"No!" he yelled to the intercom box and his colleagues: "I want to go alone!"

The disembodied voice boomed: "It is inappropriate for a supervisor to request personal favors from subordinate personnel. No whipped cream."

The Beatles—two analysts with self-inflicted shaggy retro haircuts—high-fived through an electric blue bolt undulating up from the partition between their cubicles.

"I'll go on ahead!" Condor hurried away from his five gathering colleagues. At the top of the stairs, his eyes filled with sunlight streaming into the first-floor entryway through the glass door that could withstand a burst from an AK-47.

Clumping down the stairs, he fumbled for his cell phone to call Renee.

Saw a mailman walking up the outside stairs toward the glass door.

Saw the leather pouch the blue-uniformed mailman clutched to his chest.

Condor opened the door.

"Thanks." The postal carrier stepped into the entryway. His nametag read Burt. The mailman put envelopes into the postal box that hid chemical sensors in its walls.

"And thanks again for pickin' me up yesterday in the rain. Most people never see us. It's like mailmen are invisible."

"I see ghosts." Condor anxiously fingered his cell phone.

"That's not the line from the movie."

"You work with what you got."

"True that," said the mailman. "Which reminds me ..."

Burt nodded toward the plaque mounted by the door buzzer.

"... Feenix Data Systems, Inc. What do you guys do?"

His fellow analysts maneuvered past Condor and the mailman—except for Juan, who stood still as a mountain, blocking the stairs up.

Condor diverted the mailman out to the stoop: "We work with what they give us."

"I hear you." The mailman walked to the next door.

"Let's go," said Juan, directing Condor to join their crew walking the other way.

"Nerds on parade!" joked Sarita as the six coworkers strolled up the sidewalk.

Condor sighed. Can't call to cancel now. "Not what I planned."

"Life happens." Sarita wrinkled her brow. "Is this about more than coffee?"

Sarita smelled like oranges. She set her eyes on Condor as he walked beside her. Asked the new guy, a single guy her age: "So what else did you have in mind?"

"Dudes!" interrupted the chubby analyst named Hershel. He wore classic black and white sneakers. "You won't believe what I popped onto last Friday!"

Juan lowered his voice: "We don't talk about work."

"Then what else can we talk about except movies?" said Hershel as they neared the neighborhood's Starbucks. "Everything else we can say is on Facebook!"

"Facebook is so over," said Sarita. "Unless you're trying to overthrow the government and, hey, people, we are the government."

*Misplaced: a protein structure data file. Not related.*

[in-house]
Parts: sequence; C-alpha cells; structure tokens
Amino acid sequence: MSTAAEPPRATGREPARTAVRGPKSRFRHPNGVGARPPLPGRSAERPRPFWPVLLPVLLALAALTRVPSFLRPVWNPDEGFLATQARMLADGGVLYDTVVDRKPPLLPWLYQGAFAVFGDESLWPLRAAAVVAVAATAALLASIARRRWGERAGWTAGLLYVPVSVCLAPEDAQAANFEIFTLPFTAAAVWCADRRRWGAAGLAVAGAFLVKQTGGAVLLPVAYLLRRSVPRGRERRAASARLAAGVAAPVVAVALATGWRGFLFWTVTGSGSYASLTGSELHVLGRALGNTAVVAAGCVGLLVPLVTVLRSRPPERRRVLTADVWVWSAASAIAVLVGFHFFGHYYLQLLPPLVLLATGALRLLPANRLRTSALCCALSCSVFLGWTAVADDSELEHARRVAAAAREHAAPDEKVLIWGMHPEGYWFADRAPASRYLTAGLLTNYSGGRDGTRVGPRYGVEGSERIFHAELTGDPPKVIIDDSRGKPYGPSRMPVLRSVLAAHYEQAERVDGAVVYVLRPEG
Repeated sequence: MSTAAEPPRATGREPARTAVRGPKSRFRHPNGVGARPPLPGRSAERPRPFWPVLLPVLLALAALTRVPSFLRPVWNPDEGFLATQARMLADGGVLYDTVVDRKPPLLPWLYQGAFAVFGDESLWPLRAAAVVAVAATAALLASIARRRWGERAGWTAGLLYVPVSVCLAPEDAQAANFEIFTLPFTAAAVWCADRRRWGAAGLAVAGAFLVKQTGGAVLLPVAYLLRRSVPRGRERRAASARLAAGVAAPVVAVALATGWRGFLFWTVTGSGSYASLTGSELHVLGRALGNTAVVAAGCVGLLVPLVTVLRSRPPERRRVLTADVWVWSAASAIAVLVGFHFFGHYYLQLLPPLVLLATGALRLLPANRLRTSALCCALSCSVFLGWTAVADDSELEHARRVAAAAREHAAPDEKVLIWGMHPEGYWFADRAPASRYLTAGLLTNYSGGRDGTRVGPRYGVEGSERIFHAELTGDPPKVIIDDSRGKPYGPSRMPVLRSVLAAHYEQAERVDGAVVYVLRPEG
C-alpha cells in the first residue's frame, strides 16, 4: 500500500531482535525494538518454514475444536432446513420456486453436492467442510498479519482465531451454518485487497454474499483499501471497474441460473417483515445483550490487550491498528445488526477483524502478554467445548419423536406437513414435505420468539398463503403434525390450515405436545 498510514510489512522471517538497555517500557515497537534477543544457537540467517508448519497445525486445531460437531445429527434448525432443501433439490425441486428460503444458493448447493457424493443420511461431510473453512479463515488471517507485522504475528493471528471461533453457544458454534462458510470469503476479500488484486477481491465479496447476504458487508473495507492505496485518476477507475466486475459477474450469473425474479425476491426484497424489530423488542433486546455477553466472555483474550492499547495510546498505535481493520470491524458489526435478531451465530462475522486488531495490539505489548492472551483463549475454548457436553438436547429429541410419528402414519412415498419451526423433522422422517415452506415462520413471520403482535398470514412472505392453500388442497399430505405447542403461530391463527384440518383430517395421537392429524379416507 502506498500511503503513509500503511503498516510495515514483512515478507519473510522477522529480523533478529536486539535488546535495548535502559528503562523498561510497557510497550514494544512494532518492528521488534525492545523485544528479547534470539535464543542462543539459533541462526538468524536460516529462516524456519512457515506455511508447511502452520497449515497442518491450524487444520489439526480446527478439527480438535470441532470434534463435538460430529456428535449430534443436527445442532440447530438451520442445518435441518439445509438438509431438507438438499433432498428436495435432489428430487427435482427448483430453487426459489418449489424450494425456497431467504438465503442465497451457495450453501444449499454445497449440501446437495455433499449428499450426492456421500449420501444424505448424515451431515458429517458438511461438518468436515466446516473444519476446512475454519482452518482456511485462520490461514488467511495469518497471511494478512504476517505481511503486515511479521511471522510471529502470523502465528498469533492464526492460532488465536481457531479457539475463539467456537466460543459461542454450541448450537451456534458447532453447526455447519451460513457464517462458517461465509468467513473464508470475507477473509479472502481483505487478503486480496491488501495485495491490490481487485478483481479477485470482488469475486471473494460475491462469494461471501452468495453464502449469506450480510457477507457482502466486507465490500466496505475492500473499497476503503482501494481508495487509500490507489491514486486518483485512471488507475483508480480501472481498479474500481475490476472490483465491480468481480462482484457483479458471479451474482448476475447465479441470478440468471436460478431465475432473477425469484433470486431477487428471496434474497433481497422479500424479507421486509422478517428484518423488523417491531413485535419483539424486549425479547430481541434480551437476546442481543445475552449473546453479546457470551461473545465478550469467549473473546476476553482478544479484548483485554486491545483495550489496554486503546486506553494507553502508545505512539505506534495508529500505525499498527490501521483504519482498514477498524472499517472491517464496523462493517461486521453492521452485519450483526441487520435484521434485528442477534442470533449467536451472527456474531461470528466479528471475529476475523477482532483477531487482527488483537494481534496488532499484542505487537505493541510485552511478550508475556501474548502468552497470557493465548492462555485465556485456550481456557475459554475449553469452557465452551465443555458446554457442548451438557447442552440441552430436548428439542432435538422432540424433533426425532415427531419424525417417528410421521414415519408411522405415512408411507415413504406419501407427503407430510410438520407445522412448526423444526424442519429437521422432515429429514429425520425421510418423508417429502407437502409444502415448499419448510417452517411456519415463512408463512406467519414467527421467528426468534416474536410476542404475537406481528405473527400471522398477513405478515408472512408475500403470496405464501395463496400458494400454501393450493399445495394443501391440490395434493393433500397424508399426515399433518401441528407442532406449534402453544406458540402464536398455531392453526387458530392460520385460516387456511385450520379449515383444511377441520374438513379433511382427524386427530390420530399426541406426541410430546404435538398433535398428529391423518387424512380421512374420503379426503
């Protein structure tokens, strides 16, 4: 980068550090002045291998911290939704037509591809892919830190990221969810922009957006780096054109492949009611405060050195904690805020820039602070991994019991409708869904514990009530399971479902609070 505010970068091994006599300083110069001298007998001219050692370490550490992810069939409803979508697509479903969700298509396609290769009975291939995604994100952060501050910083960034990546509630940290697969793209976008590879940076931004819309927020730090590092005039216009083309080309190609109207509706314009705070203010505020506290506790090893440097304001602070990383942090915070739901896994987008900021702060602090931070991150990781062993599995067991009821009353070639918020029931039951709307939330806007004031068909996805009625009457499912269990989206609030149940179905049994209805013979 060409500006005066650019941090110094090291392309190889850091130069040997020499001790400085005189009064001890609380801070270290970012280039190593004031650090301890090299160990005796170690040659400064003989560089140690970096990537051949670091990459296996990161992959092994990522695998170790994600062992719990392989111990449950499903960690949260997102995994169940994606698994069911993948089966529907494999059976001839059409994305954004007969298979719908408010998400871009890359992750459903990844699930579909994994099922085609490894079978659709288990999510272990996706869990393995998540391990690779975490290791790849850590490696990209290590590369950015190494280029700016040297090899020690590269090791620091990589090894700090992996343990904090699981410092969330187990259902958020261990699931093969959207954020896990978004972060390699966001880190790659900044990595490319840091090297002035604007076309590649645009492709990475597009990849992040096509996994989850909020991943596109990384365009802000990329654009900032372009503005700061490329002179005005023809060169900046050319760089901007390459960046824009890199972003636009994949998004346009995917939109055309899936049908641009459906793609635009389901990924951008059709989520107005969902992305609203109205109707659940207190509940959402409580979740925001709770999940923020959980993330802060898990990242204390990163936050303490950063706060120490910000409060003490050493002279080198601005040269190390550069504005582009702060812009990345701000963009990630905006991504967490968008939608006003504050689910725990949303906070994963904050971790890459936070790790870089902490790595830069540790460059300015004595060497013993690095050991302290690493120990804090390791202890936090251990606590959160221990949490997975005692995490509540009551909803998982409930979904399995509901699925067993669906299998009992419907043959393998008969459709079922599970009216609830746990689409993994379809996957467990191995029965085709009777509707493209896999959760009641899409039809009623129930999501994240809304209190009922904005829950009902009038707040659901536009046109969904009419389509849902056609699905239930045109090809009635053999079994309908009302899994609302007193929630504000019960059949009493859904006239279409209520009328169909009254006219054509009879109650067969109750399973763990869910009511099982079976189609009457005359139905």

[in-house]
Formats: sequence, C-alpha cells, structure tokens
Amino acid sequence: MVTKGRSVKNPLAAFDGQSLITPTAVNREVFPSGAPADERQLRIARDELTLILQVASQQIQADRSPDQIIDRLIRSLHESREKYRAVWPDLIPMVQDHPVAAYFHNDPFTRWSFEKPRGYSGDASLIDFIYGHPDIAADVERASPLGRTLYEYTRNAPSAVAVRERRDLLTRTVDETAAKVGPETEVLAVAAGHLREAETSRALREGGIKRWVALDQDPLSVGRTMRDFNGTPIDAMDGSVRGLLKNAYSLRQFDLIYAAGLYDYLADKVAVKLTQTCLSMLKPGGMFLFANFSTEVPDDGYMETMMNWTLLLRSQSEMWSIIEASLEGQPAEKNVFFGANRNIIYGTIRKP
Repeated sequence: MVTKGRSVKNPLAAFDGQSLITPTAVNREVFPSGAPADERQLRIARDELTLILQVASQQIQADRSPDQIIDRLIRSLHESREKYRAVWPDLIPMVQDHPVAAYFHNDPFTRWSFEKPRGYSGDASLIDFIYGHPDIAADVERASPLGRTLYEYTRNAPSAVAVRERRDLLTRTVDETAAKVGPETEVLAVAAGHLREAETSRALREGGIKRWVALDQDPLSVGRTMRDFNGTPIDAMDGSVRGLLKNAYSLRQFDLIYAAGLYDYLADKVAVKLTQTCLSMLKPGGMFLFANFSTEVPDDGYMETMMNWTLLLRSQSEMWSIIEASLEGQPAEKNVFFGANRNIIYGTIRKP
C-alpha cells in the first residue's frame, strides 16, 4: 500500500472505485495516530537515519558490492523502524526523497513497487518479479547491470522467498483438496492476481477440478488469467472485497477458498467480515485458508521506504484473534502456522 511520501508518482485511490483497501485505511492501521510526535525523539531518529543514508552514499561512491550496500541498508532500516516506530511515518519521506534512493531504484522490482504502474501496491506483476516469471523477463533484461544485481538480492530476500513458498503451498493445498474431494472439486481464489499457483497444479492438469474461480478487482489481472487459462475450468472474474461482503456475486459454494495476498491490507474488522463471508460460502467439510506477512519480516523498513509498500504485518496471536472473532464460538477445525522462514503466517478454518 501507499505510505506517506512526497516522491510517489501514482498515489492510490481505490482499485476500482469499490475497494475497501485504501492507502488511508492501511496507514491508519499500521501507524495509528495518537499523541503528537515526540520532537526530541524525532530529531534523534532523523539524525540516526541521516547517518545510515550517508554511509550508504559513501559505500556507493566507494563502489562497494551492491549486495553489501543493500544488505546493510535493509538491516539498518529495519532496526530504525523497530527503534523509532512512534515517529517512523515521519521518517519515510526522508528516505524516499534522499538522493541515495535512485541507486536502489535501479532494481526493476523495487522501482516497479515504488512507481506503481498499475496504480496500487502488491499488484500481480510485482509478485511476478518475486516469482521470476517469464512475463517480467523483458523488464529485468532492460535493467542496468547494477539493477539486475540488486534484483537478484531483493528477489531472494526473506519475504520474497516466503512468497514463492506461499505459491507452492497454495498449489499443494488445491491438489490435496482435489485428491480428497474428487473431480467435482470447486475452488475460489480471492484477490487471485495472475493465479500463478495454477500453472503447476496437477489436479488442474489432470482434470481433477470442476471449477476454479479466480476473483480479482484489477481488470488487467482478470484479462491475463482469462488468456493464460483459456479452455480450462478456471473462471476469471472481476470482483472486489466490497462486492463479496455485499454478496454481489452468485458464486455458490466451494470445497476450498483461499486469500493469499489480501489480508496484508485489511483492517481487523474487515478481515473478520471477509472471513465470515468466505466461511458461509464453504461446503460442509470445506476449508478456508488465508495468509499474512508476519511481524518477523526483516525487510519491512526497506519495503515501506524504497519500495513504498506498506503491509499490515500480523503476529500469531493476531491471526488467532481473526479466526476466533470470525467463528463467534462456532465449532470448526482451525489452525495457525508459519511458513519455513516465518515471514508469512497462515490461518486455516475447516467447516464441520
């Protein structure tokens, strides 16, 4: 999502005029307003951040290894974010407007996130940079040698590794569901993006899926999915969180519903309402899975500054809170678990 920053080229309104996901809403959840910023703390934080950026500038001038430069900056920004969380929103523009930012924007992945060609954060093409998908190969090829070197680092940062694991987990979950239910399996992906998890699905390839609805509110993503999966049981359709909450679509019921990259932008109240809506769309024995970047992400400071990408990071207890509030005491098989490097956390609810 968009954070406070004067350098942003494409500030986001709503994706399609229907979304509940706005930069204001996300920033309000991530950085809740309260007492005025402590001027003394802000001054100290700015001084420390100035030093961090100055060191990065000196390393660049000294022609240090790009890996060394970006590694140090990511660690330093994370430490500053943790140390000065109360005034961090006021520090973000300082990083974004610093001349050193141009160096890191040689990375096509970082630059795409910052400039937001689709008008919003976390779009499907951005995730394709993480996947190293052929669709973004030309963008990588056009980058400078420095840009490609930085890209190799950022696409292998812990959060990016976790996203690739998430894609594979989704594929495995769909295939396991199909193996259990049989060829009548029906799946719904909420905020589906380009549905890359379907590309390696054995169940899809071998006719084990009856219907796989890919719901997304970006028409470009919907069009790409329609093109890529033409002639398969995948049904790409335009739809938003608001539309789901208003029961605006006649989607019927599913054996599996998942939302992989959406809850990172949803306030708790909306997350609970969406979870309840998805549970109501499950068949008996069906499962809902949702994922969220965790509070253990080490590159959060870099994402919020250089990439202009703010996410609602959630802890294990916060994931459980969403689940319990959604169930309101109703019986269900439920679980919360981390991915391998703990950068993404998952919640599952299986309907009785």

"We're regular people," said the short Beatle as he held open the Starbucks door for his colleagues. "We got a lot to say."

"Nobody listens," said the tall Beatle as the secret agents entered Starbucks.

Condor scanned the coffee-scented chamber: No Renee. An old man in the corner nursed a cup of wake-up as he fed memories into a laptop. A Mommy and Me quartet devoured adult conversation while three mommies rolled strollers with sleeping babies back and forth. Mom number four rocked her baby in a shoulder snuggly while she texted in her way-too-smart phone. Steam hissed. Two green-aproned baristas worked behind the brown wooden counter. The sound system played Muddy Waters growling "Manish Boy" blues. The phone in Condor's pocket felt like a boulder.

"Order for me, OK?" he asked Juan. Condor hurried down a dead-end hall.

"You're supposed to need to go after coffee!" teased Hershel.

"Grow up," said Sarita.

Condor entered the men's room where all he heard through the closed door was Muddy Waters thumping blues. Condor grabbed his phone. Punched redial.

One ring.

The bathroom sink glistened white. He saw himself in the mirror. Gray blazer, blue shirt, no tie, cell phone pressed to his ear as Muddy Waters proclaimed himself "a full grown man." Condor stared at his own mirrored reflection.

Two rings.

A stroller-rolling mom glanced at the Starbucks door as a man wearing a face-covering hoodie entered the ordinary coffee shop. His left hand pulled off the hood, freeing his optics and revealing his bald head as he thrust his right arm into the partially zipped garment. The mom thought: Hope he's not having a heart attack. She turned to her laughing friends. Didn't see that man's surgeon-gloved left hand lock the café door.

Three rings.

The bald man swung a silencer-equipped Uzi out from under his hoodie: Cough! The woman barista wore a new red earring as she fell. Cough! A heart shot knocked the male barista into the pastry case.

Four rings.

The bald man thumbed the Uzi to full auto and sprayed the huddle of just-beginning-to-realize coworkers. Juan. Hershel. Sarita. The Beatles. They all crashed in bloody heaps. Ejected brass shell casings tinkled on the coffee shop's floor. The old man in the corner ducked behind his laptop's screen. Cough! One bullet punched a hole through that plastic and crimson flecked the keyboard.